Continuing his odyssey, Gray arrives at the isle—or rather, planet—of Stanislav Lem’s novel Solaris (which was made into a 2002 movie starring George Clooney). It features a water-covered world involved in “ontological auto-metamorphosis.” According to the “heretical” scientific theories its discovery spawned, the planet has a “sentient ocean”: Lem was prefiguring something like the Gaia hypothesis of James Lovelock that Gray has invoked favorably here and in earlier works.
Gray also takes interest in the work of renowned American science fiction writer Philip K. Dick, who wrote a series of novels that advanced one of the most compelling paranoid metaphysics of our time. Gray notes that Dick is an archetypal Gnostic, as shown by lines like “Behind the counterfeit universe lies God … it is not man who is estranged from God; it is God who is estranged from God.” For Dick, it is unlikely that anyone can ever penetrate to a “true” reality through the veil of illusion: “were we to penetrate [that veil] for any reason, this strange, veil-like dream would reinstate itself retroactively, in terms of our perceptions and in terms of our memory. The mutual dreaming would resume as before…”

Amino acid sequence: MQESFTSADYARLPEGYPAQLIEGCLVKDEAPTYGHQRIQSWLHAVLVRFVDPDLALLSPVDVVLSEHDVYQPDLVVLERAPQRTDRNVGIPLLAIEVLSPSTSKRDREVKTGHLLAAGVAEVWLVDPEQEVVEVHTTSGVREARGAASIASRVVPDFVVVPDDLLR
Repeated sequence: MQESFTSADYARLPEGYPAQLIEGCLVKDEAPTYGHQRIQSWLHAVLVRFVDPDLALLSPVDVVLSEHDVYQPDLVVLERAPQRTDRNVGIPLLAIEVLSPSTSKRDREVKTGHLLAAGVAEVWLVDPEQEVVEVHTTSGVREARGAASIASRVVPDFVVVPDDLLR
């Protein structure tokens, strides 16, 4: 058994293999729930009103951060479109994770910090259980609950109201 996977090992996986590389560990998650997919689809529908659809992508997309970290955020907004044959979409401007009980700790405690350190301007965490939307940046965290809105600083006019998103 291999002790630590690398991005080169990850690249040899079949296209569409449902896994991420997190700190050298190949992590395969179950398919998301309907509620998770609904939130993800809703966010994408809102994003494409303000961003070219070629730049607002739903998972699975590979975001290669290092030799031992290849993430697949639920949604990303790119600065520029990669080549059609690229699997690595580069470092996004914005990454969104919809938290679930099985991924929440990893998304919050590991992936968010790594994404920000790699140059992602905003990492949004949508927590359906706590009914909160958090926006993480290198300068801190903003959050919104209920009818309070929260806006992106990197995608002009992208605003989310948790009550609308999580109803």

Dick ultimately concluded that the flawed world he lived in was just a costume concealing the good world that is the true reality. But if this is so, Gray asks, how did this veil come into being? If an all-powerful God created it, then He must have wanted the veil to exist. But if it is the creation of some sub-deity, a Demiurge, then the “top” God is not all-powerful since he could not prevent the veil from coming into being. Of course, this is the ancient problem of theodicy restated in different terms, but it is to Gray’s credit that he recognizes it at play in Dick’s oeuvre.
And as Gray notes, Dick was a very modern Gnostic in that he incorporated into his philosophy the idea of an evolution towards higher states of being taking place over time. In fact, it is “not least when it is intensely hostile to religion” that modern thought most embraces tales of the historical redemption of humanity. Gray argues that “All modern philosophies in which history is seen as a process of human emancipation … are garbled versions of [the] Christian narrative.”
The next section of the book, called “In the puppet theatre,” begins with a look at the Aztec penchant for mass ritual killing. He quotes anthropologist Inga Clendinnen at length on the gruesome nature of the practice, including descriptions like: “On high occasions warriors carrying gourds of human blood or wearing the dripping skins of their captives ran through the streets … the flesh of their victims seethed in domestic cooking pots; human thighbones, scraped and dried, were set up in the courtyard of the households…”